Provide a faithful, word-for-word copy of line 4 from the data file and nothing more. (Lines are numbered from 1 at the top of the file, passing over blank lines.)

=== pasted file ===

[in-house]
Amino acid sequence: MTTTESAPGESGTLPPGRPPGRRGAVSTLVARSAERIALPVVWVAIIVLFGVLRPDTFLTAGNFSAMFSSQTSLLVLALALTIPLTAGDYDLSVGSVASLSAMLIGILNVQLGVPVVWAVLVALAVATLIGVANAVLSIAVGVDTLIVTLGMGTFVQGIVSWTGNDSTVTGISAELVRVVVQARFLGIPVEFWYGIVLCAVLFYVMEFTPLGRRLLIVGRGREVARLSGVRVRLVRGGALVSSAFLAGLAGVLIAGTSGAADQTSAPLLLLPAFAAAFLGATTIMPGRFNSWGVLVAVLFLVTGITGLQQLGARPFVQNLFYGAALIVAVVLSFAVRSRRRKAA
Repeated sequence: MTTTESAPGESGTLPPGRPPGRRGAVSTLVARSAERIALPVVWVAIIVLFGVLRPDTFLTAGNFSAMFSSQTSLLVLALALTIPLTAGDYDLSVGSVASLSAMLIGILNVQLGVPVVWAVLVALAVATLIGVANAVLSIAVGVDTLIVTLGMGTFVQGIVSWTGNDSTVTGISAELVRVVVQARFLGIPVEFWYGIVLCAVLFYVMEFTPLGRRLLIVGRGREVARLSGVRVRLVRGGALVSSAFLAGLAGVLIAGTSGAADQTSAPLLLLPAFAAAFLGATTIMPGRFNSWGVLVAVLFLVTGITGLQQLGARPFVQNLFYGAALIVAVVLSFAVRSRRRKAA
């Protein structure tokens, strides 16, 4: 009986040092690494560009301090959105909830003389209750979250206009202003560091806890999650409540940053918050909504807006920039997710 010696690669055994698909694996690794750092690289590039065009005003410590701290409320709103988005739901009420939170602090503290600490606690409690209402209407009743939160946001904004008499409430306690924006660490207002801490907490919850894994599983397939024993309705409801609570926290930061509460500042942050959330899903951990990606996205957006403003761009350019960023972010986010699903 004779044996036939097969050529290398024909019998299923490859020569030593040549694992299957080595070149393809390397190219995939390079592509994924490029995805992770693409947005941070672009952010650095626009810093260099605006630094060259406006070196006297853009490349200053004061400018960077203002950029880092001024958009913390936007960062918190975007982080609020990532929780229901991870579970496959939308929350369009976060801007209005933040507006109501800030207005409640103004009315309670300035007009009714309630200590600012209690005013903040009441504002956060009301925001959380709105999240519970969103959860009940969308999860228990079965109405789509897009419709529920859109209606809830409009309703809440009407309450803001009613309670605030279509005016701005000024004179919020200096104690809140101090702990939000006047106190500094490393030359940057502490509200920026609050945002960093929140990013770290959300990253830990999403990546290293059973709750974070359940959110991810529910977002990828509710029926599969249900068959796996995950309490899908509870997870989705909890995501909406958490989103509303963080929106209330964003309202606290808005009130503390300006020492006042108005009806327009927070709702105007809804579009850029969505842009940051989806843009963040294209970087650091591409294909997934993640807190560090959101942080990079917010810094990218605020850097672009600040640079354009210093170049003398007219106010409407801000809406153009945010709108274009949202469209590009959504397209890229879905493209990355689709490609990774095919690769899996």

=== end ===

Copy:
């Protein structure tokens, strides 16, 4: 009986040092690494560009301090959105909830003389209750979250206009202003560091806890999650409540940053918050909504807006920039997710 010696690669055994698909694996690794750092690289590039065009005003410590701290409320709103988005739901009420939170602090503290600490606690409690209402209407009743939160946001904004008499409430306690924006660490207002801490907490919850894994599983397939024993309705409801609570926290930061509460500042942050959330899903951990990606996205957006403003761009350019960023972010986010699903 004779044996036939097969050529290398024909019998299923490859020569030593040549694992299957080595070149393809390397190219995939390079592509994924490029995805992770693409947005941070672009952010650095626009810093260099605006630094060259406006070196006297853009490349200053004061400018960077203002950029880092001024958009913390936007960062918190975007982080609020990532929780229901991870579970496959939308929350369009976060801007209005933040507006109501800030207005409640103004009315309670300035007009009714309630200590600012209690005013903040009441504002956060009301925001959380709105999240519970969103959860009940969308999860228990079965109405789509897009419709529920859109209606809830409009309703809440009407309450803001009613309670605030279509005016701005000024004179919020200096104690809140101090702990939000006047106190500094490393030359940057502490509200920026609050945002960093929140990013770290959300990253830990999403990546290293059973709750974070359940959110991810529910977002990828509710029926599969249900068959796996995950309490899908509870997870989705909890995501909406958490989103509303963080929106209330964003309202606290808005009130503390300006020492006042108005009806327009927070709702105007809804579009850029969505842009940051989806843009963040294209970087650091591409294909997934993640807190560090959101942080990079917010810094990218605020850097672009600040640079354009210093170049003398007219106010409407801000809406153009945010709108274009949202469209590009959504397209890229879905493209990355689709490609990774095919690769899996």